by Gwen Moritz
Posted 10/1/2007 12:00 am
Updated 11 months ago
How secretive is Dillard's Inc.? Here's a hint:
Spokeswoman Julie Bull says it would probably violate Securities & Exchange Commission regulations for CEO William Dillard II to grant an exclusive interview.
Scores of CEOs from publicly traded companies grant interviews or otherwise make public statements every day of the year. But a public statement out of Dillard's is so rare - and Dillard's is under such pressure from disgruntled institutional investors - that anything Dillard might say in an interview would probably constitute a "material event" that would trigger SEC reporting requirements.
It's probably unrealistic to think that Dillard would sit down and answer questions from Arkansas Business when he won't even return a call from someone who has invested some $90 million in his company. And that's the point: Dillard's Inc., which provided Dillard family members with salaries and dividends in excess of $16 million last year, has rarely been responsive - not to the press, not to stock analysts, not to investors. And because the company's bylaws give holders of Class B shares - that is, the Dillard family - the right to elect eight of 12 directors, there's not a darn thing anyone can do about it.
Except sell off Dillard's stock, of course. And that's been happening. Shares that were trading as high as $40 as recently as May have lost almost half that value.
But long-term investors, those with the kind of X-ray vision that sees beneath the quirky corporate structure and the latest disappointing quarterly earnings report, like the bones of the Little Rock-based company. The market may value the company at $1.71 billion, but its book value was $2.63 billion as of May 5.
And some investors think they can, with patience and pressure, effect change in a company whose market capitalization is half what it was a decade ago.
"From a faith-based perspective, we think anyone has a chance to change," Julie Tanner, corporate advocacy coordinator for Christian Brothers Investment Services of New York, said last week.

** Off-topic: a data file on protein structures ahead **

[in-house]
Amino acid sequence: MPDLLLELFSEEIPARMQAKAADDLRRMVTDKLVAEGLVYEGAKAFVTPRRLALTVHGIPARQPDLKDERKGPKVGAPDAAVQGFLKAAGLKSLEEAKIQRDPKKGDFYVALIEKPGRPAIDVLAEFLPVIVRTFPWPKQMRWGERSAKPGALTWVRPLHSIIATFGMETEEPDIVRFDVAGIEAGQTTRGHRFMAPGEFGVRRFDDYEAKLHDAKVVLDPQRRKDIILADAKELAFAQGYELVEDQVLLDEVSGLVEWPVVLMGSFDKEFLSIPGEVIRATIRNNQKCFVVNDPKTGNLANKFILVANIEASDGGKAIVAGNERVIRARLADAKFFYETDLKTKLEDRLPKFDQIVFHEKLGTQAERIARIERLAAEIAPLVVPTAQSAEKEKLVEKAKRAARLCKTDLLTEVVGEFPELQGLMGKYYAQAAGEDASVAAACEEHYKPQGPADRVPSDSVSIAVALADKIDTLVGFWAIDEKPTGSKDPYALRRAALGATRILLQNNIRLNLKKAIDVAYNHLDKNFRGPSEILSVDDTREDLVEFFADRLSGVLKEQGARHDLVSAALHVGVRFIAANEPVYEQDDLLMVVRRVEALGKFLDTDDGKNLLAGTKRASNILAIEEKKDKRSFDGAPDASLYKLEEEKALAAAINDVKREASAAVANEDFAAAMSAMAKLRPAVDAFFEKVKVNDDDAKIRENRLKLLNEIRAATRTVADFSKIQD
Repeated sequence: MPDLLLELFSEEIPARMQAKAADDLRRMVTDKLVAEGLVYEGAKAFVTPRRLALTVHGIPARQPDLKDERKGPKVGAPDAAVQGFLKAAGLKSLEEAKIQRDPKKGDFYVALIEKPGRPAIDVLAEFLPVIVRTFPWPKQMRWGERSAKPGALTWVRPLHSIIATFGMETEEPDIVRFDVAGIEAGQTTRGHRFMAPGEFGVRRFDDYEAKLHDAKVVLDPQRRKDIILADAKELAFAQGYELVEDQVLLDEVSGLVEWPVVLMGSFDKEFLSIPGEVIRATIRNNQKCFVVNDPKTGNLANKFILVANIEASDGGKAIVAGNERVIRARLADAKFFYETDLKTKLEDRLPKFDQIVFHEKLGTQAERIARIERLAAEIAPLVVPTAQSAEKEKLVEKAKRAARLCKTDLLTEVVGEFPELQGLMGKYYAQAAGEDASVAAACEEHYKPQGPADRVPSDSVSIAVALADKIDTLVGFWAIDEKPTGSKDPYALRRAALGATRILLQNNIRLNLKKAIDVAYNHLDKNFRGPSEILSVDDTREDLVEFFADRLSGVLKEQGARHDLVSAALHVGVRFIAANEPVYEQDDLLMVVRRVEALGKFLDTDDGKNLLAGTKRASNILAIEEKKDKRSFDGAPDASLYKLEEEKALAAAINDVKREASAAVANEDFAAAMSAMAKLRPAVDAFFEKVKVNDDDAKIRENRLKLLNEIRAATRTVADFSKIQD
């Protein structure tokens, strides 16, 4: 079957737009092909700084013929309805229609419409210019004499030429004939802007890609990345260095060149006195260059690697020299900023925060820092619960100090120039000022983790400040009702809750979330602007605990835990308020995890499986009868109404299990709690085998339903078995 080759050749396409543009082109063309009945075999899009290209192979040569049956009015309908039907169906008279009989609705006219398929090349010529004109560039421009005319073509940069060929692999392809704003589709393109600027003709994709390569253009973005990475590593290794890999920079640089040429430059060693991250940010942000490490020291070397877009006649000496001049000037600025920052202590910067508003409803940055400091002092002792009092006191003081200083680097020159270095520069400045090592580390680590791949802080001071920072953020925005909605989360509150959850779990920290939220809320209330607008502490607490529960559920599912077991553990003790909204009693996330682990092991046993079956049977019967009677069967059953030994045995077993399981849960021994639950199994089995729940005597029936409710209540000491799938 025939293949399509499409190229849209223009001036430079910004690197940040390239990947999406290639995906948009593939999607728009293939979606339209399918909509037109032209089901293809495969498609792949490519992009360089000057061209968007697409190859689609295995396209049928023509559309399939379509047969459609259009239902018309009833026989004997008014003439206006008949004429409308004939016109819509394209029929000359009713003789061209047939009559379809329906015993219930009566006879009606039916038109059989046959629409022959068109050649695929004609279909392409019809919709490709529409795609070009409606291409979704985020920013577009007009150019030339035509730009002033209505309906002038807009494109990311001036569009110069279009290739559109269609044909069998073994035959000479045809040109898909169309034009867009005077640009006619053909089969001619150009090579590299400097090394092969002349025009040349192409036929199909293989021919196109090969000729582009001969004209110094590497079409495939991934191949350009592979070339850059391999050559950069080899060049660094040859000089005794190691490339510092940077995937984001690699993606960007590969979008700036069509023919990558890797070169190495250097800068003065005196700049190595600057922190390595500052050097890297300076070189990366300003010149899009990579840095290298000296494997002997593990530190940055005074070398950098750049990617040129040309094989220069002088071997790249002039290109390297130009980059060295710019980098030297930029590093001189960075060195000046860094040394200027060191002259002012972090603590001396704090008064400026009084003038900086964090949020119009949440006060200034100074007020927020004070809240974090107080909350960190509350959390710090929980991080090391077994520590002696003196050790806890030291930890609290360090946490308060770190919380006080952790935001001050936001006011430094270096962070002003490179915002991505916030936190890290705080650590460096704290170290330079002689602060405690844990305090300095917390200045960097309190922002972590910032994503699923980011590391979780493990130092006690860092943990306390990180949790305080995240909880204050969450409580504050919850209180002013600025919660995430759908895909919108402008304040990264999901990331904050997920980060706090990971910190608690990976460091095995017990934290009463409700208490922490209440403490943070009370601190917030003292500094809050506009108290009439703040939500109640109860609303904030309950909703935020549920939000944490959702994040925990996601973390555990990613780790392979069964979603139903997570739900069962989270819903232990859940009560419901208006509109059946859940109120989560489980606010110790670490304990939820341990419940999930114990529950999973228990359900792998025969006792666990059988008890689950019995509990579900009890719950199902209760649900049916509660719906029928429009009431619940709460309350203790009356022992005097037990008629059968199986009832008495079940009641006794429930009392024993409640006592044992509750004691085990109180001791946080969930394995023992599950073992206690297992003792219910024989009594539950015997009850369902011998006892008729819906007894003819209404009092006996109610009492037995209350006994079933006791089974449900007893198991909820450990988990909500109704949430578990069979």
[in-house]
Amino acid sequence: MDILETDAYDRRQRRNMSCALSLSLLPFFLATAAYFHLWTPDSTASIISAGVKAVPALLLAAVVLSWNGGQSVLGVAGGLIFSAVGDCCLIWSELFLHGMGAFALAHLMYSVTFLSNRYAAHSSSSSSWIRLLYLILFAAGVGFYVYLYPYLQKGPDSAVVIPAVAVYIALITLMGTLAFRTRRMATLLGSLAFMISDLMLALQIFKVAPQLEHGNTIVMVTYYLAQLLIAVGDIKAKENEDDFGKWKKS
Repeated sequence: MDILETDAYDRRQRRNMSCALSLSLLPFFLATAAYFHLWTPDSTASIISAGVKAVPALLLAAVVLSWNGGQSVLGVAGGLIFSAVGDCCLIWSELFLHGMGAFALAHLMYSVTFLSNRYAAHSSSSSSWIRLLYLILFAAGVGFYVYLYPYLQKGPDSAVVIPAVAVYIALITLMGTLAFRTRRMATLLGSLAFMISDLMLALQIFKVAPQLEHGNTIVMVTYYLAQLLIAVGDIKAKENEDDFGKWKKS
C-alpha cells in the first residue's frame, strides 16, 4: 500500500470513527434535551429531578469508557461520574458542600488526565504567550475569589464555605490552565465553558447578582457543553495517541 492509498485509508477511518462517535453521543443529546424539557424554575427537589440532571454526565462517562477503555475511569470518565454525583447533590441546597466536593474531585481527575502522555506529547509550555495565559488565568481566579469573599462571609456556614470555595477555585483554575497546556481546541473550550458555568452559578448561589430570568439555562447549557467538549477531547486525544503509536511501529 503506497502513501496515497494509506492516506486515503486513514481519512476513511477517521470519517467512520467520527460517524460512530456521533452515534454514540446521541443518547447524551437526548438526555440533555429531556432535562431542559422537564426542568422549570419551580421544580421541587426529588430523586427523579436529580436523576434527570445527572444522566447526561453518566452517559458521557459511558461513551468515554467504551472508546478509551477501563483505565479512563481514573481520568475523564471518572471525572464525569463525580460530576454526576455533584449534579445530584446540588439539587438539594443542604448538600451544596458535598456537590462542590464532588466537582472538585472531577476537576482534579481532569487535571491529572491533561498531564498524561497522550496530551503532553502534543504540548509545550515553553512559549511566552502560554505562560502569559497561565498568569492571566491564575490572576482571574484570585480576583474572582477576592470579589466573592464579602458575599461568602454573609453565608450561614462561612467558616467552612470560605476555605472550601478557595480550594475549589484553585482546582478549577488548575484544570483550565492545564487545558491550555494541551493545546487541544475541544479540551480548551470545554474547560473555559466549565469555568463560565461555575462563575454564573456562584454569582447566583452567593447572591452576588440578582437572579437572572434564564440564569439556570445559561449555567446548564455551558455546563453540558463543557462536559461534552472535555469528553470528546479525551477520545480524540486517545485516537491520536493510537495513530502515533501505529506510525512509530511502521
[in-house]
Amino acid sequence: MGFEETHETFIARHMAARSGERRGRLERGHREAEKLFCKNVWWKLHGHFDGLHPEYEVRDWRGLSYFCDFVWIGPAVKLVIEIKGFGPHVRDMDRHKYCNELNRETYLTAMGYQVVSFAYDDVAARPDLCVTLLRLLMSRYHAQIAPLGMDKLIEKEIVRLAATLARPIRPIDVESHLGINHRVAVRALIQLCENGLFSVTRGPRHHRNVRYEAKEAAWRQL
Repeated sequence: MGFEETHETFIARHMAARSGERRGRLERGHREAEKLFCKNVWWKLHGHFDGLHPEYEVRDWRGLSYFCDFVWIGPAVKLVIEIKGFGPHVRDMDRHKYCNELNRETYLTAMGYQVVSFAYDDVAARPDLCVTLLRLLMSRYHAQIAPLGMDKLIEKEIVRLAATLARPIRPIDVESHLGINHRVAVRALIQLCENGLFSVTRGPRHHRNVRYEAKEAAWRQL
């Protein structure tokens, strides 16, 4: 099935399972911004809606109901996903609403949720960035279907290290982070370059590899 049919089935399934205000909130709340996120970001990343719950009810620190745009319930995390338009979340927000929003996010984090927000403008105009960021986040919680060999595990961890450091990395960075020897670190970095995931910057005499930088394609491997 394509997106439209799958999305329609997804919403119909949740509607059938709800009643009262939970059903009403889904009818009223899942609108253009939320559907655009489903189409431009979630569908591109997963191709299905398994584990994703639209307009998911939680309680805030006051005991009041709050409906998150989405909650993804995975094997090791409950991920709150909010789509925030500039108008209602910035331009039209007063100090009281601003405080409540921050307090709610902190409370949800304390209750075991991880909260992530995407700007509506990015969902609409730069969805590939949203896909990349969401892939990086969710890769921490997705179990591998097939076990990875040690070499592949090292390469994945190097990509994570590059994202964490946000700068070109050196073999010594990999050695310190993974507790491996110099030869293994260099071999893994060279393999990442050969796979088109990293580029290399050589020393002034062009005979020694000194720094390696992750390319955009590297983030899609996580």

Then she added:
"Thank goodness I have other companies in my portfolio where I feel like I am accomplishing something. This company has been very difficult to wrap your arms around."
It's hard to find anyone with anything nice to say about Dillard's Inc. Stock analysts who follow the company either declined interview requests or failed to respond at all. But their written words and actions speak loud and clear.
"No explanation of why things went so bad, no acknowledgment of the awful performance in the quarter, no acknowledgment of what's being done to stop things from getting worse," he wrote. "While the company's standard operating procedure is to not provide any detail on the quarter or any other communication, this time should have been different."
Lehman Brothers cut its price target on Dillard's shares to $25, and Goldman Sachs cut its target to $26.50. Credit Suisse, never high on Dillard's, slashed its target to $20, a prediction that subsequently came true, although the stock was back above $21 for most of last week.
That has to be painful for James A. Mitarotonda, chairman, CEO and chief agitator for Barington Capital Group LP of New York, which bought more than 2.5 million shares of Dillard's stock sometime after April 1, according to public records. The price during that time generally stayed around $35, suggesting an investment of close to $90 million.
On May 21, the New York Post reported that Dillard's had "put out tentative feelers to bankers"; the stock hit $40.56 that day, its highest price since 1999. Almost three weeks later, the same reporter, Suzanne Kapner, took it back. "Dillard's CEO William Dillard II had, in fact, been talking to bankers in recent weeks, but not necessarily about his own company," Kapner wrote. "As a director of Acxiom Corp., Dillard had been working on the recently announced $3 billion deal to sell the direct marketing data provider to two private equity groups."
By then its stock price had returned to the mid-30s.
Shortly thereafter, Mitarotonda went public with his frustration. He had tried to reach Dillard by phone and, getting no response, released a letter requesting a meeting to discuss "a number of measures that we believe will increase the company's profitability to levels achieved by its peers and better utilize the company's substantial asset base."